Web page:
Find the new release Catholic book, The Miracle of Fr. Kapaun: Priest, Soldier, and Korean War Hero, here.
Emil Kapaun-priest, soldier and Korean War hero- is a rare man. He will receive a Medal of Honor by the White House and is also under consideration at the Vatican for canonization as a saint.
As remarkable as this double honor are the non-Catholic witnesses who attest to Father Kapaun’s heroism: the Protestants, Jews and Muslims who either served with the military chaplain in the thick of battle or endured with him the unbelievably brutal conditions of a prisoner of war camp. As journalists Roy Wenzl and Travis Heying discovered, all of these Korean War veterans, no matter their religion, agree that Father Kapaun did more to save lives and maintain morale than any other man they know.
Then there are the alleged miracles-the recent healings attributed to Father Kapaun’s intercession that defy scientific explanation. Under investigation by the Vatican as a necessary step in the process of canonization, these cures witnessed by non-Catholic doctors are also covered in this book.
In tracking down the story of Father Kapaun for the Wichita Eagle, Wenzl and Heying uncovered a paradox. Kapaun’s ordinary background as the son of Czech immigrant farmers in Kansas sowed the seeds of his greatness. His faith, generosity and grit began with his family’s humility, thrift and hard work.
The Father Kapaun New Release DVD
Find the new release DVD, The Miracle of Father Kapaun, here.
Servant of God Fr. Emil Kapaun may not be well-known. But he should be. The son of Czech immigrants, Fr. Kapaun grew up on a small Kansas farm. But this seemingly ordinary farm boy became one of the most inspiring heroes of the Korean War—and unlike many war heroes, this military chaplain is also on the road to sainthood. His cause for canonization has been opened by the Diocese of Wichita, and two medical miracles attributed to him are being investigated by the Vatican. He has also been nominated for the highest military medal, the Medal of Honor.
In this powerful documentary, learn his inspiring life story, his heroic work as a chaplain during battle, and his leadership and comfort of fellow American prisoners after capture and torture by the Communists. This imprisonment under incredibly harsh conditions ultimately led to his death at 35 years of age in 1951. The film features interviews with the soldiers who were imprisoned with Kapaun in Korea, as well as with church officials, military historians and the Kansas family who is convinced Kapaun’s miraculous intercession saved their son’s life. A man of incredible courage and faith, he is credited with saving the lives of hundreds of prisoners, instilling them with hope when all hope seemed lost.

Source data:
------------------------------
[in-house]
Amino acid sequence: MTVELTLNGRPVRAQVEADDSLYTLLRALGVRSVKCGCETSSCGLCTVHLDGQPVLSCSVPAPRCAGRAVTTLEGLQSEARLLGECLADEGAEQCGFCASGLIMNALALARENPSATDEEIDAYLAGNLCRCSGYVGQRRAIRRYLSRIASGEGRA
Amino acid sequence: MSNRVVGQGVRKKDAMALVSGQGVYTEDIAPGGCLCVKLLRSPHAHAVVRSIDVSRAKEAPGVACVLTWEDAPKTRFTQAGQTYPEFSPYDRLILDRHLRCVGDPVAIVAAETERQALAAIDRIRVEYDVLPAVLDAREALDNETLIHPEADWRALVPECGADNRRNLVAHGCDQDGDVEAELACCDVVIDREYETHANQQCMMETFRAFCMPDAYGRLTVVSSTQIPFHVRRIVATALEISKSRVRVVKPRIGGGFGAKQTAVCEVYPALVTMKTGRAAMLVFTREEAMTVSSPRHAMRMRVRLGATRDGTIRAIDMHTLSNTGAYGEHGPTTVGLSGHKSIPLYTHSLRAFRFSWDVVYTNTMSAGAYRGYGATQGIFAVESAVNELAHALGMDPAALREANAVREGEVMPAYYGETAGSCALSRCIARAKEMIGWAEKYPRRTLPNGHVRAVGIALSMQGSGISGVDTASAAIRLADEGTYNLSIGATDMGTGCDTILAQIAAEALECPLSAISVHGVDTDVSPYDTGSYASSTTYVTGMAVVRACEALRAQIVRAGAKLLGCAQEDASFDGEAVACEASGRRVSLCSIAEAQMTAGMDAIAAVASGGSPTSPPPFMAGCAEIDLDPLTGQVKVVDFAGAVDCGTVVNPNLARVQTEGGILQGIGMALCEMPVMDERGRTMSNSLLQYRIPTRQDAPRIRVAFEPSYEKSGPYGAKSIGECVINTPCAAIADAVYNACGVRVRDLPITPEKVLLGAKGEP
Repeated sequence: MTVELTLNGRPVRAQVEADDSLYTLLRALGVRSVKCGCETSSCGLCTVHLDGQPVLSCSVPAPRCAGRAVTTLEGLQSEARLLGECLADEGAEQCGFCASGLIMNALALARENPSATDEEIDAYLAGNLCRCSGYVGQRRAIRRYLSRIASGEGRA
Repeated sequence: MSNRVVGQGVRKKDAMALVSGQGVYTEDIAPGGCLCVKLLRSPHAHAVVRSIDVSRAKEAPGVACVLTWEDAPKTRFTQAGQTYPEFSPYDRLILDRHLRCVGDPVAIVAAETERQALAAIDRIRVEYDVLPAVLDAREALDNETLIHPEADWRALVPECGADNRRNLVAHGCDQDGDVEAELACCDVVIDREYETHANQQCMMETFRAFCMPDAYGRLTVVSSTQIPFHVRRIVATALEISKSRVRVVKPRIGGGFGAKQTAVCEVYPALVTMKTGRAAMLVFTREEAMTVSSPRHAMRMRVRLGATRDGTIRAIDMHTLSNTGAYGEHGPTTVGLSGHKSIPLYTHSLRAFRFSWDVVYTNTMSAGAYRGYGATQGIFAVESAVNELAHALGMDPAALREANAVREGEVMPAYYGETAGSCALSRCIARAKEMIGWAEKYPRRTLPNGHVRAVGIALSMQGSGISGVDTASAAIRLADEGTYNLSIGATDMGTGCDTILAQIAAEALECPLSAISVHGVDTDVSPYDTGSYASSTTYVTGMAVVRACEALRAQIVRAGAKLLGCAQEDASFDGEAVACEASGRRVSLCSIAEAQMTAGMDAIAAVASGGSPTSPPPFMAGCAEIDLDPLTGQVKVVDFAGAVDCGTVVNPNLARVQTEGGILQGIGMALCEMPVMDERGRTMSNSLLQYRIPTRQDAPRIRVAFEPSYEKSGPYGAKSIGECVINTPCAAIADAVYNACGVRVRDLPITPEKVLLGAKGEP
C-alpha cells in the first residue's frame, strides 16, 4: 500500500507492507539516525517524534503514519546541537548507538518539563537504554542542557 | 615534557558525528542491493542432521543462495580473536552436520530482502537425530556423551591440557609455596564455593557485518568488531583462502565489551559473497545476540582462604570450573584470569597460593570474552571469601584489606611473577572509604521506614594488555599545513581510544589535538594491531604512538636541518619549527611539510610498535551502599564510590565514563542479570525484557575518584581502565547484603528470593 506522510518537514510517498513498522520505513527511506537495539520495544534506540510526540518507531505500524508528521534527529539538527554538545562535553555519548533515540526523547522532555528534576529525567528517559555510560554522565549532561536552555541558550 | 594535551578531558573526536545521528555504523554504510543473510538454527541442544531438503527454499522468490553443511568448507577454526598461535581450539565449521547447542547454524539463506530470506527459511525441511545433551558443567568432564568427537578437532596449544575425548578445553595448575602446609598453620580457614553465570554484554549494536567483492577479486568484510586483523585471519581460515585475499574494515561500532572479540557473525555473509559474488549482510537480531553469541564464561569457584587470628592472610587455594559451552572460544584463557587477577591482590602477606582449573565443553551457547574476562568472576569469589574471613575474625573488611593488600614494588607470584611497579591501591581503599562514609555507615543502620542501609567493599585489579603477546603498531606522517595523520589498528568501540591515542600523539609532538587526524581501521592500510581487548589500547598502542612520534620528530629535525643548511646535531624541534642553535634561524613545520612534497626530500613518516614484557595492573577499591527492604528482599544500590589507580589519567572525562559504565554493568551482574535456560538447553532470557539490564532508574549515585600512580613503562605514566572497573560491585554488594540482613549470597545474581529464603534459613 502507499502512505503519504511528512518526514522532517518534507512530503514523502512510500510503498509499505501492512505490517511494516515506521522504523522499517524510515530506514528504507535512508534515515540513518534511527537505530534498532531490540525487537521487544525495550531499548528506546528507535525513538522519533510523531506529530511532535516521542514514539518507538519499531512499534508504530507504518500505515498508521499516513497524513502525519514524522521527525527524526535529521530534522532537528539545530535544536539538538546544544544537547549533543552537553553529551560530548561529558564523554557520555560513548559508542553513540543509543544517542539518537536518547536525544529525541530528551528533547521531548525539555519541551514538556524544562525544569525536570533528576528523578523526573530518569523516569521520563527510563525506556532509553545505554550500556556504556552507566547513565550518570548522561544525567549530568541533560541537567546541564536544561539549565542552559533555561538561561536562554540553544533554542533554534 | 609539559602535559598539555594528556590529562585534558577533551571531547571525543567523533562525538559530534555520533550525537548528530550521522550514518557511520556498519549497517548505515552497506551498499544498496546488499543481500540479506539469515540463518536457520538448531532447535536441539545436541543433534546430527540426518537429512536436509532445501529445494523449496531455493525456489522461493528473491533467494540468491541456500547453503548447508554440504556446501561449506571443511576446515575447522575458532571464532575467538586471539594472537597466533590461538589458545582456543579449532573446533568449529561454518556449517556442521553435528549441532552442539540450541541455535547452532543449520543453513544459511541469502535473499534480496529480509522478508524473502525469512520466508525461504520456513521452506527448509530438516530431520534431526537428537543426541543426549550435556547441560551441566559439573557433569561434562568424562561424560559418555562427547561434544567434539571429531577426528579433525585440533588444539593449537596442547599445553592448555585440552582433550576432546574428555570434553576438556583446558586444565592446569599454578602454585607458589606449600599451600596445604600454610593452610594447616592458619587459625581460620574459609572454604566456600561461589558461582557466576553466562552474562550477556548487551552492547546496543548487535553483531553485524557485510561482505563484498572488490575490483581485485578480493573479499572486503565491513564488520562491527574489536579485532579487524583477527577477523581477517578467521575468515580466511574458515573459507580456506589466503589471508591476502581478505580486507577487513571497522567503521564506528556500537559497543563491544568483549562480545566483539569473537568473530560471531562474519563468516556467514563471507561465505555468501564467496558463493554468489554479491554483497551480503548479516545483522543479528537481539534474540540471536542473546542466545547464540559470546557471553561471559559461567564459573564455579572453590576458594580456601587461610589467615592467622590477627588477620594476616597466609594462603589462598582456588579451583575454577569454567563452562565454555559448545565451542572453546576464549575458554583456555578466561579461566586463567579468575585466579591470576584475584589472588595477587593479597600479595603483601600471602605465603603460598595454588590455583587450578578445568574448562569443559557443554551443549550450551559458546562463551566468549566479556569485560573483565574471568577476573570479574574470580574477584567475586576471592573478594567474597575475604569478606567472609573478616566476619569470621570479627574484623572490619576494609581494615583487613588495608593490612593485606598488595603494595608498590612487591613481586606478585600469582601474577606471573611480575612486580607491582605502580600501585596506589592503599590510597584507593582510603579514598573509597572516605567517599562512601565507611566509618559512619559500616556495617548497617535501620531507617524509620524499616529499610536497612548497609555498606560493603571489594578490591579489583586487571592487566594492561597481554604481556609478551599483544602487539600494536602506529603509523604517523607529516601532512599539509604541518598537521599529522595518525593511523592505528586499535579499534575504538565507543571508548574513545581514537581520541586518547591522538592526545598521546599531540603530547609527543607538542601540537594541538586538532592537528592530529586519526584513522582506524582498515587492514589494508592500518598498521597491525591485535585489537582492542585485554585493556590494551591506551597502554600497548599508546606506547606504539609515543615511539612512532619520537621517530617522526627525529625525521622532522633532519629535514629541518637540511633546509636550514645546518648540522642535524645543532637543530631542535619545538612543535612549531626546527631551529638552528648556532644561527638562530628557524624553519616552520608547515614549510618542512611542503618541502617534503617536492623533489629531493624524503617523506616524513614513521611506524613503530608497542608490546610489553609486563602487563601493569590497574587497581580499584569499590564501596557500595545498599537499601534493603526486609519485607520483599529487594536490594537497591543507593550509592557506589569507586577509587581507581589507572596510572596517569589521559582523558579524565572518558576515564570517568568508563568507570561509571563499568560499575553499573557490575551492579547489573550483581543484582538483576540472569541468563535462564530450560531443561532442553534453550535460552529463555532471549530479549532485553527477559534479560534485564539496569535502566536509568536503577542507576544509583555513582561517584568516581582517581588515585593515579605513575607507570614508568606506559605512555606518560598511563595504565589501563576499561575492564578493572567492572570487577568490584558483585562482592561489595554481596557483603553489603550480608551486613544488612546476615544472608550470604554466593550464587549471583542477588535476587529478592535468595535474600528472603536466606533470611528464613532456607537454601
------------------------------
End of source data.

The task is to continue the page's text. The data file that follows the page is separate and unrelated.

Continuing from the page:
His fellow soldiers already consider him a saint, and one memorial in his honor by the military says of Fr. Kapaun, “He was all man and all priest.”
The Medal of Honor presentation for Fr. Kapaun will happen at the White House on April 11. And then another ceremony on April 12 at the Pentagon.
Plus these major media events as well:
NBC Evening News – April 10th Interview of our two authors Wenzl & Heying
Today Show – April 11th Interview with the 2 authors
CBS Evening News – April 10th piece on Fr. Kapaun
EWTN – The World Over – April 11th interview with author Roy Wenzl and Korean War POW Mike Dow
Fr. Kapaun’s Medal of Honor in the News . . .
“President Obama will present the nation’s highest military honor to Kapaun’s next of kin to commemorate the Army chaplain’s acts of personal bravery during the Korean War, both on the battlefield and in a POW camp.
For years, POWs who survived the camp have pushed for Kapaun’s wartime actions to be recognized. Now, it seems they’ve been heard on multiple fronts.
Despite the high honors, Kapaun’s story began much more humbly, half a world away from where he would encounter the horrors of war. He was born April 20, 1916 in the small town of Pilsen, Kan., about an hour and a half outside of Wichita.
At age 24, he was ordained a priest of the Diocese of Wichita. Four years later, he joined the U.S. Army Chaplain Corps. Kapaun left the Army in 1946, returned in 1948, and left for Japan and Korea in 1950 with the 8th Cavalry Regiment of the 1st Cavalry Division. Read more here: